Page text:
" Amazing story about amazing animal lovers! "

  • 5 out of 55 out of 55 out of 55 out of 55 out of 5 Booktenzio | 10/11/2011

    " Such an amazing book! It has everything a good book should; tragedy and triumph, made me giggle and cry. I don't often read books again, but this one I will! Very inspirational. "

  • 5 out of 55 out of 55 out of 55 out of 55 out of 5 Amanda | 5/14/2011

    " Fascinating, inspiring and humbling. "

  • 2 out of 52 out of 52 out of 52 out of 52 out of 5 Brittany | 4/7/2011

    " If you don't like monkeys or have any interest in ASL Communication this will probably fall flat for you. I learned a lot but I wouldn't recommend it. "

  • 5 out of 55 out of 55 out of 55 out of 55 out of 5 Holly | 2/1/2011

    " I think this was a wonderful and fascinating book. I recomend it to everyone! "

  • 5 out of 55 out of 55 out of 55 out of 55 out of 5 Liz | 1/3/2011

    " This is perhaps one of the most important books I have read. "

  • 5 out of 55 out of 55 out of 55 out of 55 out of 5 Mike | 12/2/2010

    " One of the best books I've ever read. "

  • 4 out of 54 out of 54 out of 54 out of 54 out of 5 Sar | 11/24/2010

    " I loved this book about chimpanzees. It solidified my feeling about animal consciousness. "

  • 3 out of 53 out of 53 out of 53 out of 53 out of 5 Janis | 10/9/2010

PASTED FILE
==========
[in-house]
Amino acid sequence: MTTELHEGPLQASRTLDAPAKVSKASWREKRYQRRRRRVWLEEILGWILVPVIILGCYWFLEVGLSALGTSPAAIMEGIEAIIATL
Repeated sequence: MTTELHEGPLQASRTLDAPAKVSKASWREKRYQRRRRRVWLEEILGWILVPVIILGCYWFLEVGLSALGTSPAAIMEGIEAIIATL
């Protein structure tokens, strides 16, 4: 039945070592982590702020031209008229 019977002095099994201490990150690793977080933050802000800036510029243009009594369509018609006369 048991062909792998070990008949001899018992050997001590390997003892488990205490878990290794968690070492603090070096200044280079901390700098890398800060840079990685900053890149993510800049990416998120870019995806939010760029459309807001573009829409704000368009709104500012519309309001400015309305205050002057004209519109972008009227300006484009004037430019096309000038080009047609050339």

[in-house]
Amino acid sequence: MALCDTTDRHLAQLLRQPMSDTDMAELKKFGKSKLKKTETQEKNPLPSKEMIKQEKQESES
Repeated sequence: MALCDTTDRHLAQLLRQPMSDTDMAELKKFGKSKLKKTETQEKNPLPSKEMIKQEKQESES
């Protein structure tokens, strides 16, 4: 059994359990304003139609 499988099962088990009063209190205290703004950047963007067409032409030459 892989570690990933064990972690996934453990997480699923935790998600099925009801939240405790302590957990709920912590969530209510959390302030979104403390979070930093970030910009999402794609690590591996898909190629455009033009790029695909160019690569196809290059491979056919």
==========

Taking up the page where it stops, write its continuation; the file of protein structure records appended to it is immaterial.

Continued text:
" Excellent book. The end dragged on with him preaching to the choir about having better environments for the chimps. "

  • 5 out of 55 out of 55 out of 55 out of 55 out of 5 Sean | 9/6/2010

    " You know, I hate monkeys as much as the next guy, but this book broke my heart.
    Really touching, really tragic.
    I "

  • 4 out of 54 out of 54 out of 54 out of 54 out of 5 Elizabeth | 7/8/2010

    " One of the most thought-provoking books I've read in a long time. "

  • 5 out of 55 out of 55 out of 55 out of 55 out of 5 Laura | 6/16/2010

    " What we learn from Washoe and her chimpanzee family is groundbreaking. In one paragraph you're laughing at one of the chimpanzee's antics, then in the next you're outraged at the cruelty of the biomedical lab system in the US. This fascinating book is highly readable -- a page turner. "

  • 4 out of 54 out of 54 out of 54 out of 54 out of 5 Nancy | 3/19/2010

    " If you love animals, this is a fascinating story of how clever they are, and what they can teach us.
    Wonderful and endearing "

  • 5 out of 55 out of 55 out of 55 out of 55 out of 5 Miss Dana | 3/10/2010

    " One of the best books I have ever read. "

  • 3 out of 53 out of 53 out of 53 out of 53 out of 5 Vivian | 1/14/2010

    " An interesting read about people who raise chimpanzees. I think its supposed to make you uncomfortable about where you draw the line between humans and animals, but I just can't get that worked up about it. "

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About the Author

Roger S. Fouts is an American primate researcher, codirector of the Chimpanzee and Human Communication Institute (CHCI) in Washington, and a professor of psychology at the Central Washington University. He is best known for his role in teaching Washoe the chimpanzee to communicate using select signs from American Sign Language. He is also an animal rights advocate, citing the New Zealand Animal Welfare Act as a model for legal rights for the Great Apes and campaigning with British primatologist Jane Goodall for improved conditions for chimpanzees. He has written on animal law and the ethics of animal testing. He is also an adviser to the Oxford Centre for Animal Ethics. He is married to Deborah Fouts, who is also codirector of CHCI.